I know an ethereum address is generated by getting the last 20 bytes of the keccak-256 hash of the public key, which is 40 hex digits. I also know, an address does not need to have transactions associated to it to be valid, it just needs to have been generated by keccak-256. Does this mean any 40 character hex string is a valid address or are there some arrangements that keccak-256 will never generate?
Nobody can deliver a proof to an answer to that question. I'll try to explain why. The algorithm to create an address is as follows:
1) Generate private key k (slightly less than 2^256 keys, actually 2^256 - 4294968273 on curve secp256k1)
2) Derive public key P = (x,y) from k using elliptic curve scalar multiplication on curve secp256k1: P = G * k = G * ... * G (k times)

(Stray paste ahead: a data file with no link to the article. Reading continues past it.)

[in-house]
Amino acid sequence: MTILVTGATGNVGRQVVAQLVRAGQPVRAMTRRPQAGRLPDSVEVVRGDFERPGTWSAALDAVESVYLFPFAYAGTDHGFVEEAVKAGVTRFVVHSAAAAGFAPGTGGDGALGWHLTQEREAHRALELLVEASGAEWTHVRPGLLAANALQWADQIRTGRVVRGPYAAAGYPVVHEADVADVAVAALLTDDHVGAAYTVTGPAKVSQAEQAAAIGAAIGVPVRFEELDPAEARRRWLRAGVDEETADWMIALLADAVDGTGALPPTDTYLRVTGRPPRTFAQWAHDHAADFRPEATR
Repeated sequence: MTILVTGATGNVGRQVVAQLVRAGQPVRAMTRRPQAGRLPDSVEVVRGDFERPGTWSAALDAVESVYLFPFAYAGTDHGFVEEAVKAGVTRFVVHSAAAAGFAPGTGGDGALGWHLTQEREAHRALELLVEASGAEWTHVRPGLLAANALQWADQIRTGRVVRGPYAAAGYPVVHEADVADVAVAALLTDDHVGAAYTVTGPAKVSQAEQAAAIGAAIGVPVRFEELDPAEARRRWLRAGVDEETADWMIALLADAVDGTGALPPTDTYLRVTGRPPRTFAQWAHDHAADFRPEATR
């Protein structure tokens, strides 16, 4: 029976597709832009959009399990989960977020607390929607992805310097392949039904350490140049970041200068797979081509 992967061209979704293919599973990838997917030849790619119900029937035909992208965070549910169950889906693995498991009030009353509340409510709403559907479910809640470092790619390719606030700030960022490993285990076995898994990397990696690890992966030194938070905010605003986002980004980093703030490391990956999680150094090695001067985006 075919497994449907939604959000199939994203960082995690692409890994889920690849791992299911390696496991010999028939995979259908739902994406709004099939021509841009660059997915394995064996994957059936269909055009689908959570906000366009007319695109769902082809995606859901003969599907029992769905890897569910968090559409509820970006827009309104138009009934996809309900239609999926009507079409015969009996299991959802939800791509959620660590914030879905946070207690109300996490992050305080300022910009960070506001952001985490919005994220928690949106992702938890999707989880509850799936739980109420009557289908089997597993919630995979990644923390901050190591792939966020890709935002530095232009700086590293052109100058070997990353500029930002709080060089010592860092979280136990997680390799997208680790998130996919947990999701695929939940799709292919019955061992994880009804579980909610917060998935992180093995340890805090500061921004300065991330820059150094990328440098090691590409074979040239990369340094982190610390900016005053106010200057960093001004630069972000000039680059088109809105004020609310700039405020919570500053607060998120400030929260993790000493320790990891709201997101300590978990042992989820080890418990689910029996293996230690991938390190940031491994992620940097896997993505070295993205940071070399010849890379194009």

Note at this point your public key is 512 bit long, but not even nearly the whole number range is used, less than 2^256 points can be generated.
3) Hash concatenated x and y coordinates from P using keccak256 (mapping 512 bit to 256 bit)
4) Take the least-significant 160 bits from the hash, this is your address.
Until step 3 the answer can be proven. The Answer is no in that case, proof: Since we map less then 2^256 numbers to 2^256 numbers (non-surjective mapping), not every number in the target set (co-domain) can be hit. Step 4 makes everything unprovable though: We map less than 2^256 numbers inside a number range of 2^512 to 2^160 numbers. At first glance this mapping looks surjective and in that case we would answer yes. We don't know how the almost 2^256 numbers inside the number range of 2^512 are distributed. Even if we would know the distribution, we would still not know to which keccak hash those numbers are mapped. The only way to prove it is to brute force all public keys, one by one, caclculate the keccak hash and from it the address, look up if we stored it already, store it if it is not stored yet and stop when we finally hit every number in the 160 bit range or when we tried every public key available.
This answer is by far not optimal but I hope it could at least help you a bit to understand the difficulty of that problem.